Annie Tiberio Cameron is a fine art nature photographer with a passion for teaching, especially to beginners. She brings to this Summit (in 2016, her 34th) over 40 years of elementary school teaching, coordinating environmental education programs for Massachusetts Audubon Society, and teaching photography for many institutions across the USA. Since 2009, she has been teaching a 3-credit online photography course at UMass Amherst, (open to anyone, worldwide) and currently focuses her exhibiting efforts in venues around Central Vermont, including the Montpelier gallery that represents her work. Her photos have been exhibited in galleries and museums across the country, received awards and have been published in numerous calendars, magazines, newspapers, and other publications, including two editions of a top-selling Sierra Club book entitled: Mother Earth — Through the Eyes of Women Photographers and Writers, as well as its accompanying postcard book. Annie also tours three slide programs, seen at Summits and available for your communities: Death Valley, Okefinokee and Beyond, Come With Me to Tanzania, and Touring Kenya are for upper elementary students through adults. See her online gallery at: www.AnnieCameronPhotography.com
Liz is a lifelong summiteer. Some of her first memories are from wading in the tide pools at the last Asilomar summit. These days, she’s a naturalist, a natural resource planner, and a beginning farmer starting Nightfall Farm with her husband Nate. When she’s not doing farm chores or walking in the woods, find Liz curled up with a book listening to the southern Indiana rain.
Danny Bernstein’s mission is to get people out of their cars and hiking. She’s so excited to show summitters the Smokies, her home national park. A committed hiker for over forty years, Danny completed the Appalachian Trail, all the trails in Great Smoky Mountains National Park, the South beyond 6000, the Mountains-to-Sea Trail, and the French section of the El Camino. She leads day hikes for several regional outdoor organizations, including Friends of the Smokies, and Carolina Mountain Club. Author of two Southern Appalachian hiking guides and The Mountains-to-Sea Trail Across North Carolina, a narrative on walking the MST, Danny is now working on a book, Forests, Alligators, Battlefields, which tells the human story of Southeastern national parks. She blogs at www.hikertohiker.com.
In her previous life, she worked in computer science for thirty-five years, way before computing was cool, first as a software developer and then as a professor of computer science. Her motto is “No place is too far to walk if you have the time.” Danny lives in Asheville but plans to die with her boots on.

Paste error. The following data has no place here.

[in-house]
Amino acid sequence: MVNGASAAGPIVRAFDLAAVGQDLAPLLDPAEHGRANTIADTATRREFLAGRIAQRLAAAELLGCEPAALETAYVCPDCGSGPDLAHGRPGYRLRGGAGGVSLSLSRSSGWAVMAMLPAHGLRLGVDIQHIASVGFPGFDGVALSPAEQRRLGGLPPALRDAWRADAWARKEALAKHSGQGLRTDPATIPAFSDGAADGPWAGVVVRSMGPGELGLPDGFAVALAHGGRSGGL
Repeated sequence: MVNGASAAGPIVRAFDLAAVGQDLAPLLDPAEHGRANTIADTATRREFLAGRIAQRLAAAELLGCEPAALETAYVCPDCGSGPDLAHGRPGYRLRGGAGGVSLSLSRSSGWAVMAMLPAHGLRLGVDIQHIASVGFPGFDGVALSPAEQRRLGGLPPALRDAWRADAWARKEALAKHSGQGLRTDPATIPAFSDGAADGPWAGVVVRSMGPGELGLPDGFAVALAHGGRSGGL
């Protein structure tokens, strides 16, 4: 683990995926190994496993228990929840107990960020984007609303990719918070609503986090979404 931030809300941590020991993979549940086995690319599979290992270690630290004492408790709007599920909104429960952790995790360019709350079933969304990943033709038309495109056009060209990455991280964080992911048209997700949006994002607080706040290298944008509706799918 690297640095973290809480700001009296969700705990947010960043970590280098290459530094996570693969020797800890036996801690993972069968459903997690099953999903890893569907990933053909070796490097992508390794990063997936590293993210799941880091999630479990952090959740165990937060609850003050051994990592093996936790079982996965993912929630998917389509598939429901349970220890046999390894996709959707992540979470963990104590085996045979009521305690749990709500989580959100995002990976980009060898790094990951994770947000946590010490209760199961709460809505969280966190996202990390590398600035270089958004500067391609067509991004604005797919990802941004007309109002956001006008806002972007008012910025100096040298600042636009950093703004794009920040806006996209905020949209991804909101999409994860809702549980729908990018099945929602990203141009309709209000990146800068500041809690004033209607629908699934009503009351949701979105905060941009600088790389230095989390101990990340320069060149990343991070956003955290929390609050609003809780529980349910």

Lenny Bernstein earned a PhD in Chemical Engineering from Purdue University in 1969. He spent the next twenty years working for Exxon as a researcher and research manager in the area of petroleum product formulation.
In 1989, Lenny took a position with Mobil Corporation’s Corporate Environmental, Health, and Safety Department, where he soon became the corporate expert on climate change. Though working for an oil company, he quickly realized that human-induced climate change was threat and that its impacts could be severe. His attempts to convince others in industry not to contest climate science were documented in an April 2009 New York Times article.
In 1995, Lenny began attending UN meetings devoted first to the negotiation of the Kyoto Protocol, then to its ratification and implementation. He attended every such meeting through the end of 2007.
Lenny left Mobil in 1999 and set up L.S. Bernstein & Associates, a climate change consulting company. As a consultant, he was an author on the IPCC’s Third Assessment Report, published in 2001, and a chapter editor on the Fourth Assessment Report, published in 2007. He was also a member of the writing team that produced the Fourth Assessment’s Synthesis Report, an overall summary of the IPCC’s conclusions. The IPCC shared the 2007 Nobel Peace Prize with Al Gore, and Lenny was recognized for contributing to that award. In 2009, he was recognized as a Distinguished Alumnus of the University of Florida’s School of Engineering, where he had gotten his Bachelor’s Degree.
Lenny closed his business in 2008, and since then has given talks and taught classes on climate change. He continues to actively follow scientific and political developments on this critical issue.
Peggy Brosnan has been a leader for hiking, youth, teens, and young adult programs. A biology and genetics teacher, she advises an ecology club and Environthon team at one of the D.C. area’s top public high schools. She has done hikes to 12,000, 14,000, 16,000, and 20,000 feet in the Alps, the Rockies, the Andes, and the Himalayas respectively, and camped inside Kilimanjaro’s crater at 18,800 ft. She has kayaked Baja, New Zealand, Italy’s Elba Island, and Alaska’s Glacier Bay, but says that one kayaking moment in Canada’s westernmost islands topped them all. This will be Peggy’s 31th Summit.